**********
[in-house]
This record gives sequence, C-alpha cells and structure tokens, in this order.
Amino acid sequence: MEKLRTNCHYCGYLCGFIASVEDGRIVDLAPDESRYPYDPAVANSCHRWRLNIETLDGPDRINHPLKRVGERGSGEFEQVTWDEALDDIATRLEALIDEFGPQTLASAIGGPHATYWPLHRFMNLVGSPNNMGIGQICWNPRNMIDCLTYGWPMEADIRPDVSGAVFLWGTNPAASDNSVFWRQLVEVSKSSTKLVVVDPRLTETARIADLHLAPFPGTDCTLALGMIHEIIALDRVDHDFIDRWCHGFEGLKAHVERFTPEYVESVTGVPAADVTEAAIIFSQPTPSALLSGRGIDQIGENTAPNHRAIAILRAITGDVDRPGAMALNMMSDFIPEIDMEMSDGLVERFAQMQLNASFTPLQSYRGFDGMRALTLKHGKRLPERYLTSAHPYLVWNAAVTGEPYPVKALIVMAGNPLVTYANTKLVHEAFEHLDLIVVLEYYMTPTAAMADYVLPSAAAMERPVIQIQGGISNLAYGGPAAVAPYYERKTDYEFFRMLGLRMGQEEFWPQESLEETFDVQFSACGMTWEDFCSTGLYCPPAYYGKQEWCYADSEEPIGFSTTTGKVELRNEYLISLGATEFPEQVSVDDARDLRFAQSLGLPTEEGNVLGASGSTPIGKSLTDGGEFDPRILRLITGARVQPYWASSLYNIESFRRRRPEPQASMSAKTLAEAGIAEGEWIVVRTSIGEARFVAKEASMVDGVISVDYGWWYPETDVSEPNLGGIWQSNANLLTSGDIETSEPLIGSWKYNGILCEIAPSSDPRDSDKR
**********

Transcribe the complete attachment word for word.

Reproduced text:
[in-house]
This record gives sequence, C-alpha cells and structure tokens, in this order.
Amino acid sequence: MEKLRTNCHYCGYLCGFIASVEDGRIVDLAPDESRYPYDPAVANSCHRWRLNIETLDGPDRINHPLKRVGERGSGEFEQVTWDEALDDIATRLEALIDEFGPQTLASAIGGPHATYWPLHRFMNLVGSPNNMGIGQICWNPRNMIDCLTYGWPMEADIRPDVSGAVFLWGTNPAASDNSVFWRQLVEVSKSSTKLVVVDPRLTETARIADLHLAPFPGTDCTLALGMIHEIIALDRVDHDFIDRWCHGFEGLKAHVERFTPEYVESVTGVPAADVTEAAIIFSQPTPSALLSGRGIDQIGENTAPNHRAIAILRAITGDVDRPGAMALNMMSDFIPEIDMEMSDGLVERFAQMQLNASFTPLQSYRGFDGMRALTLKHGKRLPERYLTSAHPYLVWNAAVTGEPYPVKALIVMAGNPLVTYANTKLVHEAFEHLDLIVVLEYYMTPTAAMADYVLPSAAAMERPVIQIQGGISNLAYGGPAAVAPYYERKTDYEFFRMLGLRMGQEEFWPQESLEETFDVQFSACGMTWEDFCSTGLYCPPAYYGKQEWCYADSEEPIGFSTTTGKVELRNEYLISLGATEFPEQVSVDDARDLRFAQSLGLPTEEGNVLGASGSTPIGKSLTDGGEFDPRILRLITGARVQPYWASSLYNIESFRRRRPEPQASMSAKTLAEAGIAEGEWIVVRTSIGEARFVAKEASMVDGVISVDYGWWYPETDVSEPNLGGIWQSNANLLTSGDIETSEPLIGSWKYNGILCEIAPSSDPRDSDKR